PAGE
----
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How to Successfully “Jump Hurdles” in Sales

on April 7 | in Business, Issue 5 | by | with No Comments

What is the most difficult aspect of selling?

  • Accurately analyzing the growth potential of customers
  • Creating an effective territory plan
  • Developing an appropriate prospecting message
  • Formulating meaningful qualifying questions
  • Preparing responses for the inevitable stalls and objections
  • Developing an effective plan to meet sales goals

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While all these represent a challenge of one sort or another, the most difficult aspect of selling isn’t included in the list.

After you analyze your market, develop a territory plan, develop and rehearse your prospecting pitch, formulate your qualifying questions, prepare responses to anticipated questions, and set some ambitious goals…you must take action.

That’s where so many salespeople falter. They fail to take action to implement their plans in a timely fashion. Some never get their plans off the ground.


The most likely reason is procrastination. Not the overt “I’ll do it tomorrow” type of procrastination, but procrastination in the guise of “fine-tuning” activities—tweaking the plan to get it “just right.” Double-checking territory figures. Rewriting scripts and questions. Recalculating numbers. The more tweaking they do, the more time they buy for themselves before they have to face the real-world challenges the plans address.

Not all “fine-tuning” activities are driven by procrastination. Some people have a need for perfection. They’re not ready to take action until everything is perfect…every contingency has been identified…every twist and turn predicted and appropriate actions planned. They put off implementation until everything is perfect. But it never is. So, the planning continues and the “doing” never begins.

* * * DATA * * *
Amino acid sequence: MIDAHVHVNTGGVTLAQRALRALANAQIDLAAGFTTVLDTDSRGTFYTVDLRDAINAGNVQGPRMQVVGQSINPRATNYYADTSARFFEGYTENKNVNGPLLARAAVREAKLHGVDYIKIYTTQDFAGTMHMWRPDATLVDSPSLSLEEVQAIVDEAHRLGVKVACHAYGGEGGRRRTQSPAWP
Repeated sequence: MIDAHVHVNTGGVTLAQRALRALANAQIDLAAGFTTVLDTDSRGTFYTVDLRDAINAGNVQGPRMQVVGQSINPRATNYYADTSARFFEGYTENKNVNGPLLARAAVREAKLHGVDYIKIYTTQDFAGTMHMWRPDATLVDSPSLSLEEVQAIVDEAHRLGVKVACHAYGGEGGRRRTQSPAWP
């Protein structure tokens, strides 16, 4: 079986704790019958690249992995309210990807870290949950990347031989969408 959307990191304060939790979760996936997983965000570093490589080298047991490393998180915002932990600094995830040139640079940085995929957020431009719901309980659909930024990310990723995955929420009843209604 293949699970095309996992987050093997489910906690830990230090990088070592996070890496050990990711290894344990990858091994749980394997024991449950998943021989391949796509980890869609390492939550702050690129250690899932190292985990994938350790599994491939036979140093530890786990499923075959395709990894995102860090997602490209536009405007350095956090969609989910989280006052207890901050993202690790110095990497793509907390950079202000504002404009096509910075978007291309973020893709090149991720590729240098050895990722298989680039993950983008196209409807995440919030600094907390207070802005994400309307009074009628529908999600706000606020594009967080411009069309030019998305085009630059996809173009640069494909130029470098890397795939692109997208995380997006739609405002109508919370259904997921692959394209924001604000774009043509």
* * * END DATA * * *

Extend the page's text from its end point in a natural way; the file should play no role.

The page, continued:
Another reason salespeople put off implementing their selling plans is that planning and preparation are intellectual-“safe”-activities. The results of their efforts are predictable…and they have complete control over the process. But once the planning and preparation is complete and they have to engage and interact with prospects, they no longer have complete control. The process now encompasses an emotional component—the potential for rejection. They put themselves in vulnerable positions where they have to deal with frustration, disappointment, and short-term failures. The process is no longer “safe.”

Selling success is the result of knowing what to do…and doing what you know. It requires action. It doesn’t require having a “perfect” plan, asking “perfect” questions, or giving “perfect” answers. Most often, “good enough” is, in fact, good enough. Putting yourself in the line of fire is what counts. Sometimes, things will go as planned; sometimes they won’t. But, as long as you’re in action, you’re in a position to make corrections when needed…and to succeed.

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